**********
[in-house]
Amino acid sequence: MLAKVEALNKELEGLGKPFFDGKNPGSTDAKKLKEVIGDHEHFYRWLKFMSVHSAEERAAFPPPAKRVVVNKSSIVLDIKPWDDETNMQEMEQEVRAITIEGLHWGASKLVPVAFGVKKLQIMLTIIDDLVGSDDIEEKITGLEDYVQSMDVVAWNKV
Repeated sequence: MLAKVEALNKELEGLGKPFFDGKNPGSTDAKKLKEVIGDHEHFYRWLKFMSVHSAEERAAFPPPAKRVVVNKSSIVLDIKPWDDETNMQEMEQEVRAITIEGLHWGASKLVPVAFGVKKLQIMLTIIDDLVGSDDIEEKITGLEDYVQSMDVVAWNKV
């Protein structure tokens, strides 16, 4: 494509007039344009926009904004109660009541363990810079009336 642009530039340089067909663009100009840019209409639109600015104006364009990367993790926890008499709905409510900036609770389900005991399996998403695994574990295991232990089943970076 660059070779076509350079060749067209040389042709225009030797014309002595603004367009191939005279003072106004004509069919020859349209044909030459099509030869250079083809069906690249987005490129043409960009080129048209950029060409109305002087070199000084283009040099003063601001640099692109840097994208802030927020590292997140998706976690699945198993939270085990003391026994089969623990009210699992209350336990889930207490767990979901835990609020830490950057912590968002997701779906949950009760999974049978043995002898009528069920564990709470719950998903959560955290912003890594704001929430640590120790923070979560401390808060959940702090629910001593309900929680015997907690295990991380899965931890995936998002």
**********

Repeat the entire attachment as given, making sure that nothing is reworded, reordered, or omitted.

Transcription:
[in-house]
Amino acid sequence: MLAKVEALNKELEGLGKPFFDGKNPGSTDAKKLKEVIGDHEHFYRWLKFMSVHSAEERAAFPPPAKRVVVNKSSIVLDIKPWDDETNMQEMEQEVRAITIEGLHWGASKLVPVAFGVKKLQIMLTIIDDLVGSDDIEEKITGLEDYVQSMDVVAWNKV
Repeated sequence: MLAKVEALNKELEGLGKPFFDGKNPGSTDAKKLKEVIGDHEHFYRWLKFMSVHSAEERAAFPPPAKRVVVNKSSIVLDIKPWDDETNMQEMEQEVRAITIEGLHWGASKLVPVAFGVKKLQIMLTIIDDLVGSDDIEEKITGLEDYVQSMDVVAWNKV
């Protein structure tokens, strides 16, 4: 494509007039344009926009904004109660009541363990810079009336 642009530039340089067909663009100009840019209409639109600015104006364009990367993790926890008499709905409510900036609770389900005991399996998403695994574990295991232990089943970076 660059070779076509350079060749067209040389042709225009030797014309002595603004367009191939005279003072106004004509069919020859349209044909030459099509030869250079083809069906690249987005490129043409960009080129048209950029060409109305002087070199000084283009040099003063601001640099692109840097994208802030927020590292997140998706976690699945198993939270085990003391026994089969623990009210699992209350336990889930207490767990979901835990609020830490950057912590968002997701779906949950009760999974049978043995002898009528069920564990709470719950998903959560955290912003890594704001929430640590120790923070979560401390808060959940702090629910001593309900929680015997907690295990991380899965931890995936998002």